Apartment Real Estate Investment Trusts revolve primarily around the acquisition of apartment structures. These income generating properties are basically leased to residential occupants. Apartment REITs are an expansive source of large revenue streams due to the massive availability of compartmentalized housing spaces and the growing need for affordable housing. People will ALWAYS want a place to reside, so regardless of how the economic situation of a region, there will always be viable demand for leasing housing.

The flip side, nevertheless, to this REIT lies in class migration from either lower to middle or middle to upper. As more people gain more wealth, they will naturally require more space and try to exit the rental housing scheme. At this point in time, apartment REIT viability will wane.



As the name suggests, Office Real Estate Investment Trusts buy office space. In this type of REIT, there are generally two broad classifications: Grade A and Grade B spaces. The Grade A spaces are basically high-end office spaces whilst the Grade B spaces are economical in nature.

Office REITs generally make for a solid income-producing asset, especially in today’s clime where startups and gusty entrepreneurs are looking for spaces to set up shop. However, no REIT is unassailable and Office REITs follow this. Office REIT performance is usually subject to the economy of a certain environment, as when the economy weakens and businesses go bankrupt, they most often have to close their office spaces or look for alternative options to stay afloat for until the economic conditions improve. This can greatly put a dent in the revenue stream of an Office REIT.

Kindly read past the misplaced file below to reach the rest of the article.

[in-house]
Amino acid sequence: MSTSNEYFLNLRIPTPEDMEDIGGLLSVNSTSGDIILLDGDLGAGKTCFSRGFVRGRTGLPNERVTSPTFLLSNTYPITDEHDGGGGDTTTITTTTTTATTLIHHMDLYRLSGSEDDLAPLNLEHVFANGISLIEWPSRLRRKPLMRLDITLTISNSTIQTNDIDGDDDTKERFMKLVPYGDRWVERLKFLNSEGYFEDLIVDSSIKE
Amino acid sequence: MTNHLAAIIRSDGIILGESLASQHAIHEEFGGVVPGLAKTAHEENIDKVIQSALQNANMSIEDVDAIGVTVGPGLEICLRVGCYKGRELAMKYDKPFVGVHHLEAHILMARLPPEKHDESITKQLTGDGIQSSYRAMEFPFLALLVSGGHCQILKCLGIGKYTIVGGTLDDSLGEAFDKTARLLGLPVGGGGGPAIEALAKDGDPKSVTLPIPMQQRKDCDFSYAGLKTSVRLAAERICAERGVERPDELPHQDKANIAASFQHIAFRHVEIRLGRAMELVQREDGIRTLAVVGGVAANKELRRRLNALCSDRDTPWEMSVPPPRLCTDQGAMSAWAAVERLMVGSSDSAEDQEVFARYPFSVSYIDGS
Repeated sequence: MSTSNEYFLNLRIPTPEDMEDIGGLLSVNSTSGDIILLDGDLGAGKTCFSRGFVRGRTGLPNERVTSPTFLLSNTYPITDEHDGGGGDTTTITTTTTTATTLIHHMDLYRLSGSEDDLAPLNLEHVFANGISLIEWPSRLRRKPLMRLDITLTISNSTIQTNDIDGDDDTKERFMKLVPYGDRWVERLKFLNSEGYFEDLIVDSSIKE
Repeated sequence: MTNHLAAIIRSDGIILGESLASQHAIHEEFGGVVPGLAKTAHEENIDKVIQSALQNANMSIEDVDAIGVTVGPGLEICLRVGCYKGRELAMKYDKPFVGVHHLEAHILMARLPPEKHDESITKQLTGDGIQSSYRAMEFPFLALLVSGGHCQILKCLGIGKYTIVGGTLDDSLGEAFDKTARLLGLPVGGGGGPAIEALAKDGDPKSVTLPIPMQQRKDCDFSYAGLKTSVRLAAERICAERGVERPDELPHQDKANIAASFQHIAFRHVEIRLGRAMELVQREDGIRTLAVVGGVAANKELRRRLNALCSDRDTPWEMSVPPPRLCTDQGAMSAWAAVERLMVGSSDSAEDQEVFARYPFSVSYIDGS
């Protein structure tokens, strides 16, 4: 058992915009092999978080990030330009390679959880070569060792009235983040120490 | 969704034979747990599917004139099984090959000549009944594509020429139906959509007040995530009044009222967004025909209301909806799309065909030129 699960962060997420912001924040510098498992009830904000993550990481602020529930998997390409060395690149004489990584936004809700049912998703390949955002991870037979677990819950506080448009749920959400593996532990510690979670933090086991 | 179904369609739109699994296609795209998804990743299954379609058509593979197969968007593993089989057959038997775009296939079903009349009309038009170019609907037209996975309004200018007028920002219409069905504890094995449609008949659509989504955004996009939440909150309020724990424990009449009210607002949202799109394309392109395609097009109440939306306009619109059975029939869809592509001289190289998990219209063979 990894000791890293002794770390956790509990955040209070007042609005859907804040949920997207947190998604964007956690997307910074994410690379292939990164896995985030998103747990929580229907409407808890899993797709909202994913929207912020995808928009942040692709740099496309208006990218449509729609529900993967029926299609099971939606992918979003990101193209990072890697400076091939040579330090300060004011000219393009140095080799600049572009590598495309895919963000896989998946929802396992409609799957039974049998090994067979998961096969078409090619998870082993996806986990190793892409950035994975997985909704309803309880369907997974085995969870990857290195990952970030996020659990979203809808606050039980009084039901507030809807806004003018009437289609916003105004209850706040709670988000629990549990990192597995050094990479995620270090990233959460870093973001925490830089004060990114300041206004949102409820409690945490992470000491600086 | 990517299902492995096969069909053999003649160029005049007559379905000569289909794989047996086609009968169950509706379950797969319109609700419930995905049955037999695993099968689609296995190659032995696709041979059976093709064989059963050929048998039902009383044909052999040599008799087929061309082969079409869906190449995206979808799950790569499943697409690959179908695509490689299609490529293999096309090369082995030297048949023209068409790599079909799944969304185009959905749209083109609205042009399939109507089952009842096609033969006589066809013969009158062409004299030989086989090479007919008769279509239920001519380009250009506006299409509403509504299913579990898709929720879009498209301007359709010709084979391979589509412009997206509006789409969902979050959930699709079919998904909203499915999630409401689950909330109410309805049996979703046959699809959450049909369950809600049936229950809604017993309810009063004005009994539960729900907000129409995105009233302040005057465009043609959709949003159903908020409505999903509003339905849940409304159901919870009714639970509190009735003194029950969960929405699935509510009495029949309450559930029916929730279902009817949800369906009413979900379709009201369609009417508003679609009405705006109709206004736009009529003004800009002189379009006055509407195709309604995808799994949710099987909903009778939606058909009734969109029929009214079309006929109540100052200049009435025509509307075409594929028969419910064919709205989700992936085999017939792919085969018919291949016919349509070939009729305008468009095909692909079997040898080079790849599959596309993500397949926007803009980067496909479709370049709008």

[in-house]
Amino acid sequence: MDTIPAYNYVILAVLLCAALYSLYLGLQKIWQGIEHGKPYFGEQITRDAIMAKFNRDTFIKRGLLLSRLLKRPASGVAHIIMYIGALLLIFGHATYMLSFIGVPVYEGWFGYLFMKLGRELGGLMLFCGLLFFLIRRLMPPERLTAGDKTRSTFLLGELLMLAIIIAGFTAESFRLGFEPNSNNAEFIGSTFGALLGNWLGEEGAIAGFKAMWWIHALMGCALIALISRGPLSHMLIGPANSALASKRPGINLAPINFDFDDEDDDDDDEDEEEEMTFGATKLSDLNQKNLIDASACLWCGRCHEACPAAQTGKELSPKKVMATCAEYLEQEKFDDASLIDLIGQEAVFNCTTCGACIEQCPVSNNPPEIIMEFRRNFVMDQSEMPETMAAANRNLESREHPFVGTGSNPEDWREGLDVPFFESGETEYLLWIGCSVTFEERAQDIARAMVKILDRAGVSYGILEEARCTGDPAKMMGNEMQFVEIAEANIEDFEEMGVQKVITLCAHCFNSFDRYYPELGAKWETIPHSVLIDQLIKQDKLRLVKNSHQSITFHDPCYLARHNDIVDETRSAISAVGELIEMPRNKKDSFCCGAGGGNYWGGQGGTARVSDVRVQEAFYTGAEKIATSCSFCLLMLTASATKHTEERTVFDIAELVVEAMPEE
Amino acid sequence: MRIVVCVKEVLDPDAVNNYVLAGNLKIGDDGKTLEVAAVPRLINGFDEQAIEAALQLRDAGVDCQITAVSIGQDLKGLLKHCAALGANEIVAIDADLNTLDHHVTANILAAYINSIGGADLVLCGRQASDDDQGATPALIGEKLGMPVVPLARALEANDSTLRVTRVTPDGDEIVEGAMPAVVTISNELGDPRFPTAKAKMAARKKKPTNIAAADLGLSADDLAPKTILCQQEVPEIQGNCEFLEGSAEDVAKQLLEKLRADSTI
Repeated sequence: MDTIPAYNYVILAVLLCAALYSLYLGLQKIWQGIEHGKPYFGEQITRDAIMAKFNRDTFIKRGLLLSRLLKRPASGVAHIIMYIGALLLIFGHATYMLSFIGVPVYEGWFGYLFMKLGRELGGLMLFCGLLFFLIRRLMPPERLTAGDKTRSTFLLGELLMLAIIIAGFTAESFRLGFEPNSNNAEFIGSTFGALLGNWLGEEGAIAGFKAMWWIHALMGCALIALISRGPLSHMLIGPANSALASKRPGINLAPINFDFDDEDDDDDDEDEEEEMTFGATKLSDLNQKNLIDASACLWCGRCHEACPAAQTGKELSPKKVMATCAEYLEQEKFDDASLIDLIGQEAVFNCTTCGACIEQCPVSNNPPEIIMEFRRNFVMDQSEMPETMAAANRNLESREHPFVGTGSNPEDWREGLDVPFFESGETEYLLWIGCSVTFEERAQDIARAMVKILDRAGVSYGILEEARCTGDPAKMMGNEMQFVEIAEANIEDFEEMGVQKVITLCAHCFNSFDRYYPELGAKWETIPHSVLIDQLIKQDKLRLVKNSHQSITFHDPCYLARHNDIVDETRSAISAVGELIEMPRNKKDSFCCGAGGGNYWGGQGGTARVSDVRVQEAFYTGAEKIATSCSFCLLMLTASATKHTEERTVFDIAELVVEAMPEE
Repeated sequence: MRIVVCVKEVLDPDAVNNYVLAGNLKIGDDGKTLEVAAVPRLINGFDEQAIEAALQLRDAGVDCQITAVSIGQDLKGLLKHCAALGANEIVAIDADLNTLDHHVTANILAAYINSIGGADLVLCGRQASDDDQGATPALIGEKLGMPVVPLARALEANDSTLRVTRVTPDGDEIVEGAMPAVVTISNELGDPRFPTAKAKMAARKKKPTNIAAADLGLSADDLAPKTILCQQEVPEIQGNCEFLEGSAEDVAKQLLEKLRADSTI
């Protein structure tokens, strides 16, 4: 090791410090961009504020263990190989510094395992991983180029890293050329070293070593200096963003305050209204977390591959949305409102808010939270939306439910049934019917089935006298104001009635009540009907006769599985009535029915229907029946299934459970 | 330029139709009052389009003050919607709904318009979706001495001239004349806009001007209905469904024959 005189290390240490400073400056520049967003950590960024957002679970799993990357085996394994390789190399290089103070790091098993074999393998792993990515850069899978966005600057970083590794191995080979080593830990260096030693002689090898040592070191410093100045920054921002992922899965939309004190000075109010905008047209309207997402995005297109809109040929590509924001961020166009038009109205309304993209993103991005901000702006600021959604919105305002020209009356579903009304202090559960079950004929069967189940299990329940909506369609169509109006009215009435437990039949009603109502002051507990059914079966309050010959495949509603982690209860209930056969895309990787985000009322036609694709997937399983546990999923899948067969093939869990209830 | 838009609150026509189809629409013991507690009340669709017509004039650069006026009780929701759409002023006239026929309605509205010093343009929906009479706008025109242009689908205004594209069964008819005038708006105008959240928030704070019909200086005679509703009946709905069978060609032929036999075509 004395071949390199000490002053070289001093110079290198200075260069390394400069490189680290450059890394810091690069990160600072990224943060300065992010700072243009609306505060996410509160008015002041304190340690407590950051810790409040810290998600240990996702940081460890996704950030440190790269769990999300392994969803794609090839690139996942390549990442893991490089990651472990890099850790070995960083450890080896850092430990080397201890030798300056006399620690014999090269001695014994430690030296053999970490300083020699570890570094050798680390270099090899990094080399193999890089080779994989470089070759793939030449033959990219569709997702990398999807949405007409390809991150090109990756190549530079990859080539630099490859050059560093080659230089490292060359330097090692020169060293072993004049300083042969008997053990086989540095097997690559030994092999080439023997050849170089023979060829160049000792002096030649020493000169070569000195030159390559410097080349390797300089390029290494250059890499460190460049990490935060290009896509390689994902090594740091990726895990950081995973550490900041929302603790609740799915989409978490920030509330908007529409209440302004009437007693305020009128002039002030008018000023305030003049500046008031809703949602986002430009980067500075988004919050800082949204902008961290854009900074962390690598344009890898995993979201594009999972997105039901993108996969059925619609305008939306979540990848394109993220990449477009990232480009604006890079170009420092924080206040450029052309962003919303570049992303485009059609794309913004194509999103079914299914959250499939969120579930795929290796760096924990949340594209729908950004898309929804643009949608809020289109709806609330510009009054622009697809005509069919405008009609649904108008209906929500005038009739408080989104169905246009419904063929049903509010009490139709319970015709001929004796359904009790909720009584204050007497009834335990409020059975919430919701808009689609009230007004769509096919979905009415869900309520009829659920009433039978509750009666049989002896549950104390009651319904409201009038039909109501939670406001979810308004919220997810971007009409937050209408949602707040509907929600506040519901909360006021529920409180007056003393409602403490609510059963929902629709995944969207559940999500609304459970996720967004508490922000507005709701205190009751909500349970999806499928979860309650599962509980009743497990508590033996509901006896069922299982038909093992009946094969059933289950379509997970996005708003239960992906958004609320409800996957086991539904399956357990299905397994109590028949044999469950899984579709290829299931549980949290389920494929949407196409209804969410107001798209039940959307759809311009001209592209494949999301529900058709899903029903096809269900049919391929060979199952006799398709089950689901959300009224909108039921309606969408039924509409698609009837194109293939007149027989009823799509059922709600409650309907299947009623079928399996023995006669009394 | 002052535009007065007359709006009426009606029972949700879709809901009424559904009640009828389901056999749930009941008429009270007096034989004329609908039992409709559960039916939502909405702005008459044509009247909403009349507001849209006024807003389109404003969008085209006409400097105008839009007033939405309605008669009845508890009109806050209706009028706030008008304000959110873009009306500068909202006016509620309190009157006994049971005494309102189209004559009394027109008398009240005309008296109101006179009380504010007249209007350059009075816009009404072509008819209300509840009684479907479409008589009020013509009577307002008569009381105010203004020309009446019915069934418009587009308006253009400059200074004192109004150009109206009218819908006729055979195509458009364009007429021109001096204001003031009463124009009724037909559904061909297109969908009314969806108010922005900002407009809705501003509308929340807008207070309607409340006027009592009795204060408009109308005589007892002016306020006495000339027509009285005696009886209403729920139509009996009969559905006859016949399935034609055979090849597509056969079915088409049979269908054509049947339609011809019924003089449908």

The internet is also another wall standing in the way of the Office REIT and its revenue streams. As more and more people transition from conventional brick-and-mortar stores to online hosting platforms, office spaces may become redundant. Ultimately, Office REITs have to evolve to target more flexible business operations where office space is a criteria for growth.


  1. Health Care REITs

Health Care REITs possess assets like hospitals, clinics, pharmaceutical stores, nursing environment, retirement home amenities, and medical structures. Health Care REITs are founded upon the principle that health care is an indispensable and universal right that every citizen, regardless of status or dispensation, requires. And with millions of people around the globe needing constant healthcare, investors key into this salient fact to invest in Health care REITs.


  1. Industrial REITs.

Ever bought something on Amazon or Alibaba? Do you use Googlregularlyis? If you have or if you do, then you’ve mostly felt the indirect presence of industrial REITs. Large companies who are into shipping, manufacturing or production (such as FMCG companies) on a large scale require some sort of space large enough to sustain their operations. This is where Industrial REITs come into play.

Industrial REITs acquire millions of square feet of storage areas on a global scale and invest in them to amass large returns. Not only have the REITs ended for efficient and substantive income-producing assets, but have also been amongst the highest dollar acting REITs in recent years according to financial statistics.


  1. Data Center REITs

As our reality continues to evolve in terms of Data acquisition and processing, Data Centre REITs have sprung up to cater for deficits in infrastructure.

Companies like IBM, Google, Facebook and Twitter for instance collect huge amounts of information about their users. All of this data has to be stored somewhere and that’s where DATA CENTER REITs come in. They provide the computing infrastructure needed to make this possible.

Investors have begun to pick up the pace in Data Center REITs due to the huge prospects that exist in Data and Data analytics. It goes without saying that the world is constituted by an expanse of Data. Data is an all important asset that possesses the potential to reel in huge amounts of revenues by companies that haven’t even been born yet. Data REITs are thus huge futuristic assets to consider in the long term.